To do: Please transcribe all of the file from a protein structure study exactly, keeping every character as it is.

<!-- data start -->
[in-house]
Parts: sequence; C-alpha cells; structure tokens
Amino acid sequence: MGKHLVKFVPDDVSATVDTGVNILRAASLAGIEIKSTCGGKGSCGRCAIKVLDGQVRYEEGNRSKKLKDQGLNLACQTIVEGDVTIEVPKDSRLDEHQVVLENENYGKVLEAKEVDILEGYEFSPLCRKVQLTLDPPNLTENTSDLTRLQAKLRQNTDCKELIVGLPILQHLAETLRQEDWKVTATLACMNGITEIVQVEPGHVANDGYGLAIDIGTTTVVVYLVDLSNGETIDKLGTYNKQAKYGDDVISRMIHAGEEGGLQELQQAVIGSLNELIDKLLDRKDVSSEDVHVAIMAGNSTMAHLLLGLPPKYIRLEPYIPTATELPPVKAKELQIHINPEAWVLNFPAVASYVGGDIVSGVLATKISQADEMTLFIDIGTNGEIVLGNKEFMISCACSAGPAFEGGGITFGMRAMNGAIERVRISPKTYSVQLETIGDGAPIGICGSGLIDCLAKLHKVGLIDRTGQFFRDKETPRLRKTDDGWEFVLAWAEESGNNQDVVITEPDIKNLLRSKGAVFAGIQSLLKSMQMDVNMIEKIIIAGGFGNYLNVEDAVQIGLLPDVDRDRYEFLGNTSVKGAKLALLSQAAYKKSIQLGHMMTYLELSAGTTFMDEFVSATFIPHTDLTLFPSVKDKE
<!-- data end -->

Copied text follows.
[in-house]
Parts: sequence; C-alpha cells; structure tokens
Amino acid sequence: MGKHLVKFVPDDVSATVDTGVNILRAASLAGIEIKSTCGGKGSCGRCAIKVLDGQVRYEEGNRSKKLKDQGLNLACQTIVEGDVTIEVPKDSRLDEHQVVLENENYGKVLEAKEVDILEGYEFSPLCRKVQLTLDPPNLTENTSDLTRLQAKLRQNTDCKELIVGLPILQHLAETLRQEDWKVTATLACMNGITEIVQVEPGHVANDGYGLAIDIGTTTVVVYLVDLSNGETIDKLGTYNKQAKYGDDVISRMIHAGEEGGLQELQQAVIGSLNELIDKLLDRKDVSSEDVHVAIMAGNSTMAHLLLGLPPKYIRLEPYIPTATELPPVKAKELQIHINPEAWVLNFPAVASYVGGDIVSGVLATKISQADEMTLFIDIGTNGEIVLGNKEFMISCACSAGPAFEGGGITFGMRAMNGAIERVRISPKTYSVQLETIGDGAPIGICGSGLIDCLAKLHKVGLIDRTGQFFRDKETPRLRKTDDGWEFVLAWAEESGNNQDVVITEPDIKNLLRSKGAVFAGIQSLLKSMQMDVNMIEKIIIAGGFGNYLNVEDAVQIGLLPDVDRDRYEFLGNTSVKGAKLALLSQAAYKKSIQLGHMMTYLELSAGTTFMDEFVSATFIPHTDLTLFPSVKDKE